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Species Included in Appendix I of UNCMS

  • 21 Feb 2020
  • 3 min read

Why in News

The Great Indian Bustard, Asian Elephant and Bengal Florican have been included in Appendix I of UN Convention on Migratory Species at the ongoing 13th Conference of the Parties (COP) to the Convention on Migratory Species (CMS) in Gandhinagar (Gujarat).

  • India’s proposal to include all the three species in the Appendix I was unanimously accepted by the 13th COP to the CMS.
  • A migratory species may be listed in Appendix I provided that the best scientific evidence available indicates that the species is endangered.

Asian Elephant

  • India is the natural home of the largest population of Asian elephants. It is also found in Nepal, Bangladesh, Bhutan and Myanmar.
  • It usually resides in shrublands, artificial/terrestrial forests and grasslands.
  • It is listed as ‘Endangered’ on the IUCN Red List of threatened species. It is also listed in Appendix I of the Convention on International Trade in Endangered Species of Wild Fauna and Flora (CITES) and Schedule I of the Wildlife (Protection) Act, 1972.
  • The challenges confronting Asian elephant conservation in most elephant Range States are habitat loss and fragmentation, human-elephant conflict, and poaching and illegal trade of elephants.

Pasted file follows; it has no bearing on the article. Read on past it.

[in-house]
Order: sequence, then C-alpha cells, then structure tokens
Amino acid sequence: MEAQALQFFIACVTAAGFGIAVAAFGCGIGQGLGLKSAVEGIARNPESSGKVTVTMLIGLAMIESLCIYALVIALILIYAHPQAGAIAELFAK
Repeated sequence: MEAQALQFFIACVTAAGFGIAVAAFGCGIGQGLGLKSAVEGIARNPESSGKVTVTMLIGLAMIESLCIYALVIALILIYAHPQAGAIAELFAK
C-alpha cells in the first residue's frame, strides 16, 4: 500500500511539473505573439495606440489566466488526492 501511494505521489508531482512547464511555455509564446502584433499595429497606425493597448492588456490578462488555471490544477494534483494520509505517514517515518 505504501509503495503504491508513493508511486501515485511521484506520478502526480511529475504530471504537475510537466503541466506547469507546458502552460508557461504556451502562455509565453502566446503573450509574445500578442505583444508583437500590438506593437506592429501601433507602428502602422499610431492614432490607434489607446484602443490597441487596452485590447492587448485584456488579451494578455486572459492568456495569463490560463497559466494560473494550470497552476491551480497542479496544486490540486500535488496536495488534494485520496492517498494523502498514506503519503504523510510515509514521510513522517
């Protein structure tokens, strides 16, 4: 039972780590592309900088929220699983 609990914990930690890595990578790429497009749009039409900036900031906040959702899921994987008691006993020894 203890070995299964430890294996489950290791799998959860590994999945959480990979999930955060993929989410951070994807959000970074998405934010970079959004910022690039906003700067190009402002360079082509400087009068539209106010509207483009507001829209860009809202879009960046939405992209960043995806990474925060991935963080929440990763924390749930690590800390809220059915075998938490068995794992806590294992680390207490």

Great Indian Bustard

  • The Great Indian Bustard is one of the heaviest flying birds in the world.
  • It usually resides in dry grasslands and scrublands on the Indian subcontinent; its largest populations are found in the Indian state of Rajasthan.
    • The Great Indian Bustard is the state bird of Rajasthan.
  • It is listed as ‘Critically Endangered’ on the IUCN Red List. It is also listed in Appendix I of CITES and Schedule I of the Indian Wildlife (Protection) Act, 1972.
  • 90% of its population has been reduced within 50 years (six generations) majorly due to poaching.

Bengal Florican

  • The species has two disjunct populations, one in the Indian Subcontinent, the other in South-East Asia. The former occurs in Indian Subcontinent mainly in India (Uttar Pradesh, Assam and Arunachal Pradesh.) and terai region of Nepal.
  • It inhabits lowland dry, or seasonally inundated, natural and semi-natural grasslands, often interspersed with scattered scrub or patchy open forest.
  • It has been listed as ‘Critically Endangered’ on the IUCN Red List. The bird is listed under Schedule I of the Wildlife Protection Act of India, 1972 and Appendix I of CITES
  • It has a very small, rapidly declining population largely as a result of widespread loss of its grassland habitat.


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